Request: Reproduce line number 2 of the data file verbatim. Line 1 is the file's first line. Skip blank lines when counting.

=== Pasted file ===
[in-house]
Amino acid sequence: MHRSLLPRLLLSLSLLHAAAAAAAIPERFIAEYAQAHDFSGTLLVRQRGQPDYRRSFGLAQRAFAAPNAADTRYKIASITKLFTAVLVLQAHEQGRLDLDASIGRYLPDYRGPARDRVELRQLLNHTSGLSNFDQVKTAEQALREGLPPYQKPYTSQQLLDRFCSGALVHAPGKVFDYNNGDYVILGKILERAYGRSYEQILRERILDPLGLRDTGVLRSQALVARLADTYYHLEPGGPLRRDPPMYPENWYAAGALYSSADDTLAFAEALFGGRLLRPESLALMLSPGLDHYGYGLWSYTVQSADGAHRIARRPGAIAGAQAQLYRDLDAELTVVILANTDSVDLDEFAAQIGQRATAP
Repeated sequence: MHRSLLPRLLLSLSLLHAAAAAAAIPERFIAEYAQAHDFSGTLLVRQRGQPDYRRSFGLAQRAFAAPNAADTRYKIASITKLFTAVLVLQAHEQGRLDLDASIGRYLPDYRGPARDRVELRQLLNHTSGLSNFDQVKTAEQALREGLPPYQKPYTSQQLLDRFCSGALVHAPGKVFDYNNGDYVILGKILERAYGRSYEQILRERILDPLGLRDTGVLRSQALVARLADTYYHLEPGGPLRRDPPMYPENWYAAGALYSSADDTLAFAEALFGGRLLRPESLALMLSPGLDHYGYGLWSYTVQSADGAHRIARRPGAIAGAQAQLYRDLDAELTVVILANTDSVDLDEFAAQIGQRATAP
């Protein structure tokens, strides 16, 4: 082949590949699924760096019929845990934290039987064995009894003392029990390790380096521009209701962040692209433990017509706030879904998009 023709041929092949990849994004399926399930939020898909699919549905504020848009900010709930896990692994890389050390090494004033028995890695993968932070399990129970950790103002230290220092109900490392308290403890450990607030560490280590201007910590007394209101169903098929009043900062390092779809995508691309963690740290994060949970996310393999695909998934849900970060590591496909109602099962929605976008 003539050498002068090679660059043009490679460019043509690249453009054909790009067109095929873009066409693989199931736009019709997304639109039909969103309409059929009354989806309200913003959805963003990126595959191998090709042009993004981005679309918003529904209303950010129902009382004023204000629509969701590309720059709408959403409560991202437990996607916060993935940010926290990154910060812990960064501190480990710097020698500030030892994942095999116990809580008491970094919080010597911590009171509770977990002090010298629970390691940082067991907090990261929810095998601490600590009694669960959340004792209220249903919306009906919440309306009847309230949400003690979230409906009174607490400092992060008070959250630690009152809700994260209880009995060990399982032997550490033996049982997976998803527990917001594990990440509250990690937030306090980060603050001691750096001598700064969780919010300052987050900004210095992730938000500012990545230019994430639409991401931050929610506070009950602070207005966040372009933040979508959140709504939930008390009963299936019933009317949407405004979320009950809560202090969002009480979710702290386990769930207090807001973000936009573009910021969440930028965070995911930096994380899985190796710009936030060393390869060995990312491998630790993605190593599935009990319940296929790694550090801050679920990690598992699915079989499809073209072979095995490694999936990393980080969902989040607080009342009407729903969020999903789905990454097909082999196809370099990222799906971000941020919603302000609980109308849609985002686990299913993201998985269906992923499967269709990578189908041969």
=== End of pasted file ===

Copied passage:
Amino acid sequence: MHRSLLPRLLLSLSLLHAAAAAAAIPERFIAEYAQAHDFSGTLLVRQRGQPDYRRSFGLAQRAFAAPNAADTRYKIASITKLFTAVLVLQAHEQGRLDLDASIGRYLPDYRGPARDRVELRQLLNHTSGLSNFDQVKTAEQALREGLPPYQKPYTSQQLLDRFCSGALVHAPGKVFDYNNGDYVILGKILERAYGRSYEQILRERILDPLGLRDTGVLRSQALVARLADTYYHLEPGGPLRRDPPMYPENWYAAGALYSSADDTLAFAEALFGGRLLRPESLALMLSPGLDHYGYGLWSYTVQSADGAHRIARRPGAIAGAQAQLYRDLDAELTVVILANTDSVDLDEFAAQIGQRATAP